I honestly try not to think too much about what an audience might do with a story I write. It’s nice when a story gets good reviews or a positive response, sure, but the best writing always comes from a place of humility, and the last thing you want to ask yourself while writing is, Will people like this? I’m very much from the story-belongs-to-the-reader camp. It's totally up to the audience how to interpret a story, and the writer doesn't have any control over that. My main motivation for going back and expanding from the original premise was that I wanted to know what happened next. My mind kept returning to it again and again, and at some point I realized that I had a lot more I wanted to explore.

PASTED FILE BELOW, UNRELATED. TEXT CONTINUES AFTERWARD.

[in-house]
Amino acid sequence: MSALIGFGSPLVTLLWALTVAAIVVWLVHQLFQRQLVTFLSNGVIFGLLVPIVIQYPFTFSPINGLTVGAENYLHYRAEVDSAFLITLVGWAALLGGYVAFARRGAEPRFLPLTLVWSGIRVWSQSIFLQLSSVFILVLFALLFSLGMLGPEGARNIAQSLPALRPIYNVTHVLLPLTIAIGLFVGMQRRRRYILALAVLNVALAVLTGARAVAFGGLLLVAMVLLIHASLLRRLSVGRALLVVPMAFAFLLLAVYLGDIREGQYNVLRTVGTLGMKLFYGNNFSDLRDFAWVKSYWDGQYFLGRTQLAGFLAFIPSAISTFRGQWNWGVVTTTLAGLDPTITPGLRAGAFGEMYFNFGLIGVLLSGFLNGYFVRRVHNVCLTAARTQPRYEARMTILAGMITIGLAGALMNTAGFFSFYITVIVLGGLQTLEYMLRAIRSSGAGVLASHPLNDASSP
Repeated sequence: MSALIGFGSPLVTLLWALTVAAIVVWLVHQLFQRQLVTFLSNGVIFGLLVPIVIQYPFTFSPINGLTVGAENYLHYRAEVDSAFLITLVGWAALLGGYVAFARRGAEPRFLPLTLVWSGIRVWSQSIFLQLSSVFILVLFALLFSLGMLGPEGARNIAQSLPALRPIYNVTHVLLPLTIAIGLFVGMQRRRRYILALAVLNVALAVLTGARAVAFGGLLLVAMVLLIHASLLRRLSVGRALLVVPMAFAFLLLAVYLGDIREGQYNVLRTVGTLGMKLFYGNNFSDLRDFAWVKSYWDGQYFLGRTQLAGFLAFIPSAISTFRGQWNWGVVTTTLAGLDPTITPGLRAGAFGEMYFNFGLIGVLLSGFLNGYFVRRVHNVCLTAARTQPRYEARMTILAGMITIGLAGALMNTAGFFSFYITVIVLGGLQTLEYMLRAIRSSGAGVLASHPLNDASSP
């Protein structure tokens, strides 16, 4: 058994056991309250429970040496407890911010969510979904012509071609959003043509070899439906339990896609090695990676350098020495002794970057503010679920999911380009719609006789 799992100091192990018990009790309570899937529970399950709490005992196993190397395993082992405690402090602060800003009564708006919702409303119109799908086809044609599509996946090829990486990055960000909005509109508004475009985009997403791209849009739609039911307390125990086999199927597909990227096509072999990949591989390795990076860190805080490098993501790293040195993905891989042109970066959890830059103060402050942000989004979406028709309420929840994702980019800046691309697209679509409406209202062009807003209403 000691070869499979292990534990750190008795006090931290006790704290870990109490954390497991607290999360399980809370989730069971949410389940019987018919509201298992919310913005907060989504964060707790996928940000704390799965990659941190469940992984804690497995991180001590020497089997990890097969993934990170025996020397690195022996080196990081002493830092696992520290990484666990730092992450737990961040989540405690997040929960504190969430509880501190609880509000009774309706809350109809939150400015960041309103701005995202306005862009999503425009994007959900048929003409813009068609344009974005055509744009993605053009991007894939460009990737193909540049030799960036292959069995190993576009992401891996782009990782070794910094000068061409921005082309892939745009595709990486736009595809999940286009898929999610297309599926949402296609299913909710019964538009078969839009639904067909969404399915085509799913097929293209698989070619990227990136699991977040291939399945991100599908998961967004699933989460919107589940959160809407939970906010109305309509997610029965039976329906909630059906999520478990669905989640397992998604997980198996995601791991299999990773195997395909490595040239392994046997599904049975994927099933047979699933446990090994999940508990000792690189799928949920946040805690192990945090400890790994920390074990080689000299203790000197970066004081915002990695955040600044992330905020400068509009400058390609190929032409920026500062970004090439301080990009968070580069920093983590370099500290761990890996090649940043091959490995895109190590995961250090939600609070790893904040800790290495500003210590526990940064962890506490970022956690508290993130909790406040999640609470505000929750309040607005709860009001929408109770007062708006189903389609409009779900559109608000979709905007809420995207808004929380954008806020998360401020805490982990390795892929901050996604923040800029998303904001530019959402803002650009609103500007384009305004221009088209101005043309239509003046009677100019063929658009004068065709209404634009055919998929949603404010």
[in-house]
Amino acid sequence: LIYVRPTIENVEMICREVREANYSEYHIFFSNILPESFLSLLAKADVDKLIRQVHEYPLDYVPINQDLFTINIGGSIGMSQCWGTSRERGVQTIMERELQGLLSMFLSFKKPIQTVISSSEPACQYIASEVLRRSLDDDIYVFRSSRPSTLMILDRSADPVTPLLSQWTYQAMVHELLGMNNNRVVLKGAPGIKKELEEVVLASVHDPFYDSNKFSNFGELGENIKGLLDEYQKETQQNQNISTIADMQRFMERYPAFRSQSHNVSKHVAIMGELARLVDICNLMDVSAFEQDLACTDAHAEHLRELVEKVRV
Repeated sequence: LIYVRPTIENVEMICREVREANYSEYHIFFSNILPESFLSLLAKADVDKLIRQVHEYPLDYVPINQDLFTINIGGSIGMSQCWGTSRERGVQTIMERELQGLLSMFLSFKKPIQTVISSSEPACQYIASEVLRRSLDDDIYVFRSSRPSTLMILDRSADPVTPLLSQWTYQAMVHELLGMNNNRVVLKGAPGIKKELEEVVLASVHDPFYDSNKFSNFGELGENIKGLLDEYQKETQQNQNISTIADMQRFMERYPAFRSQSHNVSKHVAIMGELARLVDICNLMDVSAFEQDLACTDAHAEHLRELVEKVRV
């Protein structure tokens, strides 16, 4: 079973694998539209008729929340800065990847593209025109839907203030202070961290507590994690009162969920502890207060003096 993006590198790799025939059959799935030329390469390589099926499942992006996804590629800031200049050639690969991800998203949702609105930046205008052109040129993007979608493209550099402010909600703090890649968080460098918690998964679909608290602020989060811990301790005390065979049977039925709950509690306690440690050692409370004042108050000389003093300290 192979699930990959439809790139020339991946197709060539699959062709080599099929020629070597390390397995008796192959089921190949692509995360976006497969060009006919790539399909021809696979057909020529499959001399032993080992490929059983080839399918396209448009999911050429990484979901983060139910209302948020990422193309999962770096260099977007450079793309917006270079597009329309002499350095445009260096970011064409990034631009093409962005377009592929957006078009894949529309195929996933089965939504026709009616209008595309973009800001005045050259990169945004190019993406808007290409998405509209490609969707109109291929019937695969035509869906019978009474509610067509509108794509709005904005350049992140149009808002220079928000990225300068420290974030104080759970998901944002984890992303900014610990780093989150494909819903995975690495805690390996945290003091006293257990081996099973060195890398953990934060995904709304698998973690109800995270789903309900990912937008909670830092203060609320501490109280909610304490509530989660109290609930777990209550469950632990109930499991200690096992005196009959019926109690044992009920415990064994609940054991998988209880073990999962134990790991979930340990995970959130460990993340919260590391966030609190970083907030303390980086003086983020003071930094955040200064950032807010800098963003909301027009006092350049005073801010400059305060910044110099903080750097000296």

How did you prepare to write Prophet of Bones? What kind of research was involved?
I think my whole life was a kind of research for this book. I studied biology in college and have always read everything I could get my hands on—from scientific journals to scholarly tomes on human variation. I went to Catholic school growing up, but at the same time I was always very interested in science and evolution and genetics, so I had these two very powerful and contradictory dogmas competing for my attention and loyalty—or at least that’s how I felt at the time. I’m much less conflicted about it now, but I suppose it made an impact on me. Science and religion both seek the answer to similar queries—Why are we here; How did we get here? And these are questions I was particularly interested in for some reason. I was bombarded with these two very different perspectives, and most of my early experiences as a child trying to understand my place in the world were colored by the tension between these different worldviews.